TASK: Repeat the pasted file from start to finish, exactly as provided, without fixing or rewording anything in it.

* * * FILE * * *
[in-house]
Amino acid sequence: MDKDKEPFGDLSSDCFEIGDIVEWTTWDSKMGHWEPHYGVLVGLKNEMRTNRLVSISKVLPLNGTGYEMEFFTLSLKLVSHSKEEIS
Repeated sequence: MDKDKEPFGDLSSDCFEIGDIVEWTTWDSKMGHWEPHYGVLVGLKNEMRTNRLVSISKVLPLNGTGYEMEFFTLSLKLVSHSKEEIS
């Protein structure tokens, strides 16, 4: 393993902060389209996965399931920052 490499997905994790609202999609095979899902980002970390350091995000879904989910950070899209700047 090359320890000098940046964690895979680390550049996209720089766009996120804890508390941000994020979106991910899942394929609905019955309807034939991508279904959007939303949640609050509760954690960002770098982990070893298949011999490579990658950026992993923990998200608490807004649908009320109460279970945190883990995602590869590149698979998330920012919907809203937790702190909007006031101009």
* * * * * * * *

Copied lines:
[in-house]
Amino acid sequence: MDKDKEPFGDLSSDCFEIGDIVEWTTWDSKMGHWEPHYGVLVGLKNEMRTNRLVSISKVLPLNGTGYEMEFFTLSLKLVSHSKEEIS
Repeated sequence: MDKDKEPFGDLSSDCFEIGDIVEWTTWDSKMGHWEPHYGVLVGLKNEMRTNRLVSISKVLPLNGTGYEMEFFTLSLKLVSHSKEEIS
């Protein structure tokens, strides 16, 4: 393993902060389209996965399931920052 490499997905994790609202999609095979899902980002970390350091995000879904989910950070899209700047 090359320890000098940046964690895979680390550049996209720089766009996120804890508390941000994020979106991910899942394929609905019955309807034939991508279904959007939303949640609050509760954690960002770098982990070893298949011999490579990658950026992993923990998200608490807004649908009320109460279970945190883990995602590869590149698979998330920012919907809203937790702190909007006031101009």